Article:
Erygnium
. However, most speciesof 
 Eryngium
have not been extensively investigated inchemical constituents. Existing phytochemical investigationsindicated the presence of essential oils (primarily sesquiter-penes and monoterpenes) in
 E. bourgatii
Gouan (
 E. amethys-tinum
Lam.),
 E. billardieri
,
 E. bourgatii
Gouan,
 E. bungei
 Boiss.,
 E. caeruleum
M. Bieb.,
 E. campestre, E. cornicula-tum
,
 E. creticum
,
E.
 
 foetidum, E. giganteum
M. Bieb.
 , E.glaciale
Boiss.,
E. palmatum
Vis. et Pan
i
 , E. paludosum
 (Moore et Betche) Michael,
 E. paniculatum
Cav. & Domb.ex Delar.,
 E. rosulatum
Michael,
E. serbicum
Pan
i
,
 E.vesiculosum
Labill., and
 E. yuccifolium
[25, 27-48]. Otherclasses of compounds isolated from
 Eryngium
include fla-vonoids from
 E. campestre, E. giganteum, E. macrocalyx
 Schrenk,
 E. maritimum
,
 E. octophyllum
Eug. Kor., and
 E. yuccifolium
[10, 49-54], coumarins from
 E. campestre
and
 E.ilicifolium
Lam. [55-57], sterols from
 E. foetidum
and
E.agavifolim
[21], a rosmarinic acid derivative from
 E. al- pinum
L. [13], lactone from
 E. carlinae
Delar. [58], andtriterpenoid glycosides from
 E. bourgatii
,
 E. bromeliifolium
Delar.,
 E.
 
campestre,
 
 E. giganteum
,
 E. macrocalyx
,
 E. mari-timum
,
 E. octophyllum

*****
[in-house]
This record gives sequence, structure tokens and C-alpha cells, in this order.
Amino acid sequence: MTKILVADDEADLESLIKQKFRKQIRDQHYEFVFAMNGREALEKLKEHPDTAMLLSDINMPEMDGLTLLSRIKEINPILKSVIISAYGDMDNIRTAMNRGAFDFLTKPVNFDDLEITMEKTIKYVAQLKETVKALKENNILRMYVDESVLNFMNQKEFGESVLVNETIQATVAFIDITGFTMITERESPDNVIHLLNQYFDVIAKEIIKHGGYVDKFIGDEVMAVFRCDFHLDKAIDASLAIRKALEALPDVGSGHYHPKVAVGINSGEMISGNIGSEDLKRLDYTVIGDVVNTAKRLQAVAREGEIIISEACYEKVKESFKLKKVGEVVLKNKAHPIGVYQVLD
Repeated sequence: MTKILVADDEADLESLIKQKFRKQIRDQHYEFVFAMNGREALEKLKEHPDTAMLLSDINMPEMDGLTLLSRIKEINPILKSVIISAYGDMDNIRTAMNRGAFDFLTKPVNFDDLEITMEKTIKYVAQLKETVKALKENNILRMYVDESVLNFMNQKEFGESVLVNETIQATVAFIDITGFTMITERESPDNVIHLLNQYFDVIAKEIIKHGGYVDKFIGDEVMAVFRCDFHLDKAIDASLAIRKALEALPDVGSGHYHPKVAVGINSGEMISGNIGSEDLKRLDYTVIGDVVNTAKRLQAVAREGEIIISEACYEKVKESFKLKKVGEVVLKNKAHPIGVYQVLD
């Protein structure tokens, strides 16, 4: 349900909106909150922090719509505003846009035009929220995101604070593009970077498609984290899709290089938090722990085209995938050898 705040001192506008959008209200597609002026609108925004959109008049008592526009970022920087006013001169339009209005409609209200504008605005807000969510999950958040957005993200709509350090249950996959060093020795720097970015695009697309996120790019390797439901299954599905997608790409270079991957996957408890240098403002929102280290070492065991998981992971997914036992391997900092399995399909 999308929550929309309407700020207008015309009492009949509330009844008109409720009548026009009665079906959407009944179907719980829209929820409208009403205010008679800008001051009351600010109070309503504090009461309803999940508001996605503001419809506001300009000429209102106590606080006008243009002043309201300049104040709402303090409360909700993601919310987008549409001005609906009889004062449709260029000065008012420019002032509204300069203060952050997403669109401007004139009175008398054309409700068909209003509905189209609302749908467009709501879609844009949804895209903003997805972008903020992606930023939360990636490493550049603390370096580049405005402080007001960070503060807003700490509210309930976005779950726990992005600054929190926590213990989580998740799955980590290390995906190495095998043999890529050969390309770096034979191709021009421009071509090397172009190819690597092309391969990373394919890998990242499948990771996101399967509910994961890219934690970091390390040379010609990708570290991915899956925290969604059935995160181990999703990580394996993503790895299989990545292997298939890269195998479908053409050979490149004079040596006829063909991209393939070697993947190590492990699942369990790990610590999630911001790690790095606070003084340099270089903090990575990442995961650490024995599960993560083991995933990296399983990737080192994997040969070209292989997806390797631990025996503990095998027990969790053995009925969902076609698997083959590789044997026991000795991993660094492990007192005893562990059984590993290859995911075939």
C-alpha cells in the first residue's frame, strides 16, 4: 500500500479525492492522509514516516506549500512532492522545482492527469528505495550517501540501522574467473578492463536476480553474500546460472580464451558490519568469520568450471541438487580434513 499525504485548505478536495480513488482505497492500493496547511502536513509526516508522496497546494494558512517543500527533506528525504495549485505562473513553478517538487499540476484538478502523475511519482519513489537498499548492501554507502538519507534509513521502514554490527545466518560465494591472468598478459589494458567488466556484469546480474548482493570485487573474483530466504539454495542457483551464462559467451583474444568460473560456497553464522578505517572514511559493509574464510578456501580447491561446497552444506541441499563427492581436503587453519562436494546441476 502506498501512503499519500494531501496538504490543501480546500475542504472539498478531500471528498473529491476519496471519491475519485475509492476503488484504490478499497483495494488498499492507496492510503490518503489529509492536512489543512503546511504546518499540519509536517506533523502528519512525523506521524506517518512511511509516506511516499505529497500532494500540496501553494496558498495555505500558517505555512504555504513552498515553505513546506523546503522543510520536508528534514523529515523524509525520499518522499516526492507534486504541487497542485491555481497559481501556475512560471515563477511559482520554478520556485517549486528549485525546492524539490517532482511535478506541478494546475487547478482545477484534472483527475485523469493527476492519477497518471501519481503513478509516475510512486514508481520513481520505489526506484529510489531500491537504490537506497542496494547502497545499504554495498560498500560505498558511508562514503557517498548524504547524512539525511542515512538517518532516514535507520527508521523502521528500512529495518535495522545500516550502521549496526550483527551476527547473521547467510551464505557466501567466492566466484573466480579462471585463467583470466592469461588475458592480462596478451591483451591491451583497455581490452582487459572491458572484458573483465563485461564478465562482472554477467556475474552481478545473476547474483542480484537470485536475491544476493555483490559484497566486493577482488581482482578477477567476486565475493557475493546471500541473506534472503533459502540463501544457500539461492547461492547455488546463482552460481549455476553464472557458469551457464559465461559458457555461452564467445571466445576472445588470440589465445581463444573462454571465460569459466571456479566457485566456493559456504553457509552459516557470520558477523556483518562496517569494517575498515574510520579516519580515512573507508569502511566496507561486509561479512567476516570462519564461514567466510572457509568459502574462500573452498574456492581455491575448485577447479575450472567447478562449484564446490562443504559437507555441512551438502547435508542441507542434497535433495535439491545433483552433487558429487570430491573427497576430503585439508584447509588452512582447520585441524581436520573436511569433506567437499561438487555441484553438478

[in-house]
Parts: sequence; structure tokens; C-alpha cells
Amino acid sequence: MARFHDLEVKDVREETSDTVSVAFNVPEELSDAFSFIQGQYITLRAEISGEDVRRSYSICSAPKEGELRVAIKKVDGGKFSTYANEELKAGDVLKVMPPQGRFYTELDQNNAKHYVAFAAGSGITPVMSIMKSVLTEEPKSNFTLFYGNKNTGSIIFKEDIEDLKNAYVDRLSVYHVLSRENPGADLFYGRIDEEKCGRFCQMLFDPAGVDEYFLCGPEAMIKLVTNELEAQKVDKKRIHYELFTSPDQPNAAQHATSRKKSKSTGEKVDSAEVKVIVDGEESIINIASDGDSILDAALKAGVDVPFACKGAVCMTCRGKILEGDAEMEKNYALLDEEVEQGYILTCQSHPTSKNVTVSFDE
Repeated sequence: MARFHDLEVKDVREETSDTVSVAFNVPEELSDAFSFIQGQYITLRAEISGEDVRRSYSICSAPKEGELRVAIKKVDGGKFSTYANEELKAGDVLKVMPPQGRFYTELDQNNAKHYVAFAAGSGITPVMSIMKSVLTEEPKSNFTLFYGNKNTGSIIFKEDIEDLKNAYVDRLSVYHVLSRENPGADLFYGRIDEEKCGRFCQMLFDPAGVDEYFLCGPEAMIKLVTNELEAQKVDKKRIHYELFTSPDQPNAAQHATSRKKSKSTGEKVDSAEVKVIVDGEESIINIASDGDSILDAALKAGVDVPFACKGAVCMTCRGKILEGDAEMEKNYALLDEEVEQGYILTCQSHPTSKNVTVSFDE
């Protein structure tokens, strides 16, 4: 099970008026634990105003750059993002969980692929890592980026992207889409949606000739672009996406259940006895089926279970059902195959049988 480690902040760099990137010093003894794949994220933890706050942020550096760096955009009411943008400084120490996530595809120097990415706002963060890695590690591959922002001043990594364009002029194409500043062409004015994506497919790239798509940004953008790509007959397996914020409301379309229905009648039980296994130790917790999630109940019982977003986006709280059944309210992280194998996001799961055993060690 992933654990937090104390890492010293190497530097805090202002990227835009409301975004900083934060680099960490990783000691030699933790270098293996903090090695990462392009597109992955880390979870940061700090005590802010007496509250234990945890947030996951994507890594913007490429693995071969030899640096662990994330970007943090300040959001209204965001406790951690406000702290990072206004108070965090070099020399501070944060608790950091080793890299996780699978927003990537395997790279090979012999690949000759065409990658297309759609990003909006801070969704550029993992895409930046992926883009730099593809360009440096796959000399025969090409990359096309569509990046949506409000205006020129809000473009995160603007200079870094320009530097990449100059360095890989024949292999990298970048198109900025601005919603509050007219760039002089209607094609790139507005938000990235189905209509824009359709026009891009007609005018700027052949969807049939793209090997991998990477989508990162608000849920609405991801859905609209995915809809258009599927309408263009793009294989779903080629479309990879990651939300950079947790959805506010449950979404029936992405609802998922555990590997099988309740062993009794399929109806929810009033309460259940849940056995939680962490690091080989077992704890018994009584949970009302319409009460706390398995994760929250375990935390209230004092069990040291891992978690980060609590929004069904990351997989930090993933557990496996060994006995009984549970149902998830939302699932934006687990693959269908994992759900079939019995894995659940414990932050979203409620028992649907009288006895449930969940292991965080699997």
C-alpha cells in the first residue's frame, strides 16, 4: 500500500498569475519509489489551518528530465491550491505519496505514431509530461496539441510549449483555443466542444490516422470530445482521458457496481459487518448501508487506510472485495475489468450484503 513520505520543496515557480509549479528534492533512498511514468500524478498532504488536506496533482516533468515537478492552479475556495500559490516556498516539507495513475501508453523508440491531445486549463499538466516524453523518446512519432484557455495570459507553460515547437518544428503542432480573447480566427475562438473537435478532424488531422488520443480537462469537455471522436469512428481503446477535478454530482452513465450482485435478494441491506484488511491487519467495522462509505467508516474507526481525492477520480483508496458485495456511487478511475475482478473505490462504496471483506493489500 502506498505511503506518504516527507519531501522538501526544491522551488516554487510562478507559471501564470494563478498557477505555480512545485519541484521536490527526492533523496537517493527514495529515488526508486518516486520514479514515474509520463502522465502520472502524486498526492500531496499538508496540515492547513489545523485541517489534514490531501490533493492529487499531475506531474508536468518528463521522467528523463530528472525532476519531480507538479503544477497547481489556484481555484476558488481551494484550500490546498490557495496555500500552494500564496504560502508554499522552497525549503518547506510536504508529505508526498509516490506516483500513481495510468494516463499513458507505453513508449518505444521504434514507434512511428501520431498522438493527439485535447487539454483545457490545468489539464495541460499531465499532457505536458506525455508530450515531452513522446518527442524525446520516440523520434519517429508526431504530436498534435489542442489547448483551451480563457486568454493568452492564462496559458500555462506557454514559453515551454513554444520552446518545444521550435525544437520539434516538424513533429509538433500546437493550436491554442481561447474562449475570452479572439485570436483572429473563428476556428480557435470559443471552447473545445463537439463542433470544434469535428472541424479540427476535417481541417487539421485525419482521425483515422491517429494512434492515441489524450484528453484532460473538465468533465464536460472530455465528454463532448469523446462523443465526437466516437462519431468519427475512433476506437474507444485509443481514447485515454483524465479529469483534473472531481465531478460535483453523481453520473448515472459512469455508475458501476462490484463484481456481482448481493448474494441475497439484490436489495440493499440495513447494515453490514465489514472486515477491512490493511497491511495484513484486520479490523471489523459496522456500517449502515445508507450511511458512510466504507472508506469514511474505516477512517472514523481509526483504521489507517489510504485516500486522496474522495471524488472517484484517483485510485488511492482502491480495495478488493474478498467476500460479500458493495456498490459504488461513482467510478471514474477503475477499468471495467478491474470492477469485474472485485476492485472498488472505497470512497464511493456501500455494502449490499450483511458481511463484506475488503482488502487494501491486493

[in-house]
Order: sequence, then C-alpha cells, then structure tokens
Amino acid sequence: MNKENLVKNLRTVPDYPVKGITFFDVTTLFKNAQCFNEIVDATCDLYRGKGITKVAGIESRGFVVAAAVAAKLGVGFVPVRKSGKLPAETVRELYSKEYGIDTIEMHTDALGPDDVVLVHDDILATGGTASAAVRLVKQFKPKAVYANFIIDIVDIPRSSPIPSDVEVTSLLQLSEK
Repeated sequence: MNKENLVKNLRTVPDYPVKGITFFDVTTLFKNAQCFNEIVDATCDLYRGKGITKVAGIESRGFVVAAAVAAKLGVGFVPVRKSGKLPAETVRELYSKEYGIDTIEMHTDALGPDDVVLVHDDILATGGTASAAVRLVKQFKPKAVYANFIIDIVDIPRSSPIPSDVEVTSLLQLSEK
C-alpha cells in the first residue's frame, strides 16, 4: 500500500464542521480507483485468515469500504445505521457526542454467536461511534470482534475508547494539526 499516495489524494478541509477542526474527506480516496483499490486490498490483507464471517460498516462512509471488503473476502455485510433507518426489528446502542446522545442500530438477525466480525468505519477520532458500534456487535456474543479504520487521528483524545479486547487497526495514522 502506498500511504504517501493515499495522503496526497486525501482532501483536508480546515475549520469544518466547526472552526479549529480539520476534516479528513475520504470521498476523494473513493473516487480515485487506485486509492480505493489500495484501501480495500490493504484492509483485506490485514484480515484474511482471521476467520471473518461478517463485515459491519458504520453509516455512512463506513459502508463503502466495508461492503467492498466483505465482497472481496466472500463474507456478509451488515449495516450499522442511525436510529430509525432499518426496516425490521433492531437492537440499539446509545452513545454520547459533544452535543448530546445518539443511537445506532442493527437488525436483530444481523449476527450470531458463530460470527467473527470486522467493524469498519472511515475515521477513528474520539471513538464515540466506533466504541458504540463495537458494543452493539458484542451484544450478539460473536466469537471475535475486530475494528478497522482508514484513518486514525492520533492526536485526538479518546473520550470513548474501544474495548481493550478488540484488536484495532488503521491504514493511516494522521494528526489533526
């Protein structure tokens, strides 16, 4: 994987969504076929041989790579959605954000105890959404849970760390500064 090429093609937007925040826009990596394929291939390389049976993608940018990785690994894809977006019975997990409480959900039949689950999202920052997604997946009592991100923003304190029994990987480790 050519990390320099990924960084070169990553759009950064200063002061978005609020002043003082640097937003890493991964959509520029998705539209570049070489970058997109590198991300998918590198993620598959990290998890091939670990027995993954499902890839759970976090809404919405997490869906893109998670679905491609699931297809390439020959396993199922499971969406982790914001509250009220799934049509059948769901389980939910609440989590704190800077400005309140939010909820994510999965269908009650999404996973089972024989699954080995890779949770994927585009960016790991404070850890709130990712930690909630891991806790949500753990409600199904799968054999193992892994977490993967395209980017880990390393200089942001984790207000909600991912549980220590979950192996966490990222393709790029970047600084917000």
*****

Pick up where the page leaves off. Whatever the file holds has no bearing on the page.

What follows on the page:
,
 E. planum
, and
 E. yuccifolium
[10,14, 15, 59-66]. The main saponins from this genus belong topolyhydroxylated triterpenoid glycosides with ester func-tions. This class of saponin has been found in various groupsof plants such as
 Aesculus chinensis
L. (Hippocastanaceae)[67-71],
Pittosporum tobira
(Thunb.) Ait. (Pittosporaceae)[72],
Sanicula elata
var
. chinensis
Makino (Apiaceae) [73],and
 Harpullia austro-caledonica
Baill. (Sapindaceae) [74].This type of saponin has been shown to possess anti-inflammatory property [71, 75, 76], anti-HIV-1 protease ac-tivity [68], and cytotoxicity for tumor cells [72, 77-79]. Re-cently, we isolated and identified 25 new polyhydroxylatedtriterpenoid saponins from North American
 Aesculus pavia
 L. [77, 80]. The saponins with two acyl groups at C-21 andC-22 had cytotoxic activity against 60 cell lines from ninedifferent human cancers [77, 81].This review focuses on phytochemistry and pharmacol-ogical activities of 127 compounds isolated and identifiedfrom
 Eryngium